There are now five Fabs, numerous supplier companies and research institutions as well as microelectronics-relevant software companies in Saxony. In which areas is the network particularly important for your company?

We maintain long-standing close relationships with many other chip manufacturers and supplier companies in the region. In addition to the important infrastructure, the supply of spare parts and raw materials, this also involves joint projects and technical cooperation.

Are there any specific cooperation projects here with other players at the site, and if so, which ones?

There are with several partners at the site, and as is so often the case in our industry, they are not public. We work closely together in the areas of basic research, production services, manufacturing and in the procurement area.

The topic of skilled workers is not only of concern to us. Currently, Saxony’s ICT sector is growing by around 5,000 skilled workers per year, which equates to over 100,000 skilled workers in 2030 if growth remains constant. What role does direct proximity to other fabs play in the context of your skilled workforce strategy? Does it tend to make the location more attractive or the competition greater?

Both are noticeable factors. The size of the industry attracts many interested people to Dresden. There is a continuous fluctuation between the Fabs, which always creates new opportunities. At the same time, as the smallest of Dresden’s Fabs, we struggle to be visible to these people and draw attention to ourselves so that we can engage in conversation and make our attractive offers.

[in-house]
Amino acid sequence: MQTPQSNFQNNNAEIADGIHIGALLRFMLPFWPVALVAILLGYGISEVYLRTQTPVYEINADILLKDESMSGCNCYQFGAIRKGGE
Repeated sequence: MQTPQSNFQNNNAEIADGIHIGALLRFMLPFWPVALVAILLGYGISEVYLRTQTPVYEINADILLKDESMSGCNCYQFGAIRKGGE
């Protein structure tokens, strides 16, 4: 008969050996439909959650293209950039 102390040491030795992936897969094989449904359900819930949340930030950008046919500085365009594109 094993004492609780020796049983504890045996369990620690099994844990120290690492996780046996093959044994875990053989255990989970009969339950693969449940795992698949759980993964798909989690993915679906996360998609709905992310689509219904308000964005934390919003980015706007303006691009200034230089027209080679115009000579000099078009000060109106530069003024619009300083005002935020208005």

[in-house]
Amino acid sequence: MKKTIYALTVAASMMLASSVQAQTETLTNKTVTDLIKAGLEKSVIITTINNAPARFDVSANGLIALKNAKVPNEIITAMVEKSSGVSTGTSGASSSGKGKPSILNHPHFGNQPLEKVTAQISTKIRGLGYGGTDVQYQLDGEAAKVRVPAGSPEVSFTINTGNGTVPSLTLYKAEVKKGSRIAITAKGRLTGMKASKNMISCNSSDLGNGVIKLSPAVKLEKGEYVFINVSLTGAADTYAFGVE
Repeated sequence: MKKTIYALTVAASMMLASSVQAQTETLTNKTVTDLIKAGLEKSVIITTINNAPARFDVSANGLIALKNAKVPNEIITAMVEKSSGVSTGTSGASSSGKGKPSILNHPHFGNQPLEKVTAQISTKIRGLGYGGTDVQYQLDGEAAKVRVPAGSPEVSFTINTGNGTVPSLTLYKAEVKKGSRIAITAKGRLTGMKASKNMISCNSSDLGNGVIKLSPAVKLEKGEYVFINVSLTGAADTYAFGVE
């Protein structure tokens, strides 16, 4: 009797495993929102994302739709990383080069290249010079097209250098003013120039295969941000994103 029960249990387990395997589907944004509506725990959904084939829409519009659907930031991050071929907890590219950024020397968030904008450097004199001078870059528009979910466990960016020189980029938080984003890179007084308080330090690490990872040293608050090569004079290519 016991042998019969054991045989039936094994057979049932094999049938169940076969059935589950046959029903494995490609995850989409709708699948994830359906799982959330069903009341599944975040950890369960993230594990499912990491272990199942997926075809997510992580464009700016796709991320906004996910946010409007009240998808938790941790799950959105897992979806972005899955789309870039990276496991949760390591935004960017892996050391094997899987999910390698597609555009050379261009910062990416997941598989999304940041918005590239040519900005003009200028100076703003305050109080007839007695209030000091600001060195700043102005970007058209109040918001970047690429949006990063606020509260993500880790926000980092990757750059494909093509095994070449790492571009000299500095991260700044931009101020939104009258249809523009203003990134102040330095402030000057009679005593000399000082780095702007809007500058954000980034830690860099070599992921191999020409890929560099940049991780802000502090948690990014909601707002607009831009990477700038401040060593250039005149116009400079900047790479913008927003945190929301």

Intel is planning a so-called mega-Fab with Magdeburg. What impact will this have for you in terms of supply chains, service providers, raw materials and also skilled workers?

We are hoping for the settlement of further suppliers and service providers in the central German region and a further increase in the attractiveness of the region for national and international skilled workers. At the same time, we can certainly assume that competition for skilled workers will continue to intensify.

What is your vision for the location? How would you like to develop it further?

Currently, we are already in the process of expanding production capacity at our fab in Dresden. Our vision is to make SAW COMPONENTS the cross-industry platform for thin film technology and lithography. We are evolving away from being a pure SAW device manufacturer to a certified producer of nanostructures on wafers, micro-optics products, medical production and anything else customers want to produce on the special, glass-like and piezoelectric wafers.

What are concrete support measures that are necessary on the way to this vision?

The most urgent issue at the moment is undoubtedly the containment of skyrocketing electricity prices. Especially for a small fab, the current developments are difficult to cushion and cannot be passed on to the products on the international market. In addition to this current issue, support for forward-looking innovations and improving science education are crucial.

Thank you for the interview, Mr. Zietzschmann.


This interview was first published as part of our magazine NEXT “In Focus: Microelectronics”. All other interviews of the Saxon semiconductor plants can be found in the complete edition.

👉 To the complete issue of the magazine